Today, the third and final day of the city’s aureate tribute to William Donald Schaefer, was not the people’s day.
It was the day that lawyers, businessmen, clergy, educators, corporate execs and others high on the food chain came to pay their respects to the four-term Baltimore mayor and two-term Maryland governor who died last week at 89.
The mostly white and predominately elderly crowd thronged Old St. Paul’s Episcopal Church for the 11 a.m. funeral service.
Just about every high-profile politician – both in and out of office – arrived at the historic church on North Charles Street. Among the grandees: Gov. Martin O’Malley and his wife Katie Curran O’Malley; former Gov. Bob Ehrlich and his wife Kendel; Lt. Gov. Anthony G. Brown; Mayor Stephanie Rawlings-Blake; ex-Mayor Sheila Dixon; ex-Governors Harry Hughes and Marvin Mandel; Congressmen Elijah Cummings, Steny Hoyer, C.A. “Dutch” Ruppersberger and John P. Sarbanes; Maryland Speaker of the House Michael E. Busch; Baltimore County Executive Kevin Kamenetz; and ex-Lt. Gov. Michael S. Steele, recently released from his stint as chairman of the Republican National Committee.
Noticeable in their absence were Schaefer’s successor as mayor (Kurt L. Schmoke) and successor as governor (Parris N. Glendening) – both of whom suffered the slings of Schaeferian barbs after taking over “his” jobs.
Insider Talk About Highways and “Councilman Muffin”
Together with the now widely-circulated anecdotes about Schaefer’s obsession with filling potholes and building the Inner Harbor, former Congressman Kweisi Mfume and U.S. Senator Barbara Mikulski treated the crowd to some political inside baseball.
To loud laugher, Mfume pointed out “no one irritated Schaefer more than me, except perhaps Parris Glendening.” For six years while a member of the Baltimore City Council, Schaefer would refuse to call Mfume any name other than “Councilman Muffin,” while Mfume repeatedly referred to Schaefer as “Mayor So What.”
After Schaefer became governor and Mfume was elected to the U.S. Congress in 1987, “we realized we had to work together,” Mfume told the audience. Following negotiations initiated by Schaefer, the two men agreed to meet at a small coffee shop off I-295 midway between Baltimore and Washington and “bury the hatchet.”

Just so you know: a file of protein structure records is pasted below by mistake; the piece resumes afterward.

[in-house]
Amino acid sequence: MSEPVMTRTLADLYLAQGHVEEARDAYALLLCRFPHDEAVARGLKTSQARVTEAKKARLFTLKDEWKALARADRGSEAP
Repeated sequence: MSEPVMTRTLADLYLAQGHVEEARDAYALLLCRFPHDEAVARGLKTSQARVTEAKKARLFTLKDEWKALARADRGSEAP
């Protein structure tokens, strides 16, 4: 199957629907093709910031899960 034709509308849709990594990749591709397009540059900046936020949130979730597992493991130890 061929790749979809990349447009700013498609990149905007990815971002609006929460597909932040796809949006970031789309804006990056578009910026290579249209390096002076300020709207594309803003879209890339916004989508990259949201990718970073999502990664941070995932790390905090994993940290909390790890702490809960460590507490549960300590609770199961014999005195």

The obscure location was necessary, Mfume said, so both had plausible grounds to deny they had ever talked.
But talk they did, “and we slowly, over time, developed a mutual admiration and respect.”
Senator Mikulski also placed special emphasis on the mayor’s stubbornness and how she fought him as a city council member.
In a eulogy that at times seemed more like a critique, Mikulski told the funeral crowd that Baltimore’s “defining moment” was the battle over building an expressway through Fells Point in the 1970s.
Mikulski said that she and other citizens organized SCAR (Southeast Council Against the Road) to stop the highway project. “Schaefer didn’t go for this. He thought he knew best,” Mikulski said. He blocked her attempt to stop the road on the City Council.
But eventually, she said, he listened to her and compromised. The result was that I-95 now goes through the Ft. McHenry Tunnel and Fells Point is a thriving waterfront community.
(This interpretation has been a source of controversy in recent commentary about the East-West Expressway and Schaefer’s legacy. See here.)
When Mikulski became a U.S. Senator in 1987, she and then-Governor Schaefer developed a close rapport based on “helping people” and getting the most aid possible from Washington for the state and Baltimore city.
She recalled that Schaefer had a motto regarding federal aid: “The buck stops here – and the more the better.”
Following today’s services, Schaefer’s casket was taken up Charles Street in a funeral procession led by the Baltimore Police motorcycle patrol, then transported via I-83 to his burial at the Dulaney Valley Memorial Gardens in Timonium.